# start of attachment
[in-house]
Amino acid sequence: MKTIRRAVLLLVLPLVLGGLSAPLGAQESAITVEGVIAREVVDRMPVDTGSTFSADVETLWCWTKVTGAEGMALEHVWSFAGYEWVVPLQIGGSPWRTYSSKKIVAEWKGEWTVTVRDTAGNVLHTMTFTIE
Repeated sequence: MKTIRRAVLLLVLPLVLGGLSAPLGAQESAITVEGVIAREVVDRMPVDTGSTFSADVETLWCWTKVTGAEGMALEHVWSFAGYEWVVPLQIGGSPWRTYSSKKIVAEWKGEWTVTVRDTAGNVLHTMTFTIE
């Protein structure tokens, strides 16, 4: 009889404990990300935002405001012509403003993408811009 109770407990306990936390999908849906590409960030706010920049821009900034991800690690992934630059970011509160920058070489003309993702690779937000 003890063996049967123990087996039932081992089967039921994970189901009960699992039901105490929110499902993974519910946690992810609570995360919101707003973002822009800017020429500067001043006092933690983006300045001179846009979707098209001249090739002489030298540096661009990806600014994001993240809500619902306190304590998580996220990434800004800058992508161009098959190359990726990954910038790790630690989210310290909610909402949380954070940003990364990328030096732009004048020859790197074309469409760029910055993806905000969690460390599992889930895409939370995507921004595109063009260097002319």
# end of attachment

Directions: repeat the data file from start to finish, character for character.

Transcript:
[in-house]
Amino acid sequence: MKTIRRAVLLLVLPLVLGGLSAPLGAQESAITVEGVIAREVVDRMPVDTGSTFSADVETLWCWTKVTGAEGMALEHVWSFAGYEWVVPLQIGGSPWRTYSSKKIVAEWKGEWTVTVRDTAGNVLHTMTFTIE
Repeated sequence: MKTIRRAVLLLVLPLVLGGLSAPLGAQESAITVEGVIAREVVDRMPVDTGSTFSADVETLWCWTKVTGAEGMALEHVWSFAGYEWVVPLQIGGSPWRTYSSKKIVAEWKGEWTVTVRDTAGNVLHTMTFTIE
């Protein structure tokens, strides 16, 4: 009889404990990300935002405001012509403003993408811009 109770407990306990936390999908849906590409960030706010920049821009900034991800690690992934630059970011509160920058070489003309993702690779937000 003890063996049967123990087996039932081992089967039921994970189901009960699992039901105490929110499902993974519910946690992810609570995360919101707003973002822009800017020429500067001043006092933690983006300045001179846009979707098209001249090739002489030298540096661009990806600014994001993240809500619902306190304590998580996220990434800004800058992508161009098959190359990726990954910038790790630690989210310290909610909402949380954070940003990364990328030096732009004048020859790197074309469409760029910055993806905000969690460390599992889930895409939370995507921004595109063009260097002319």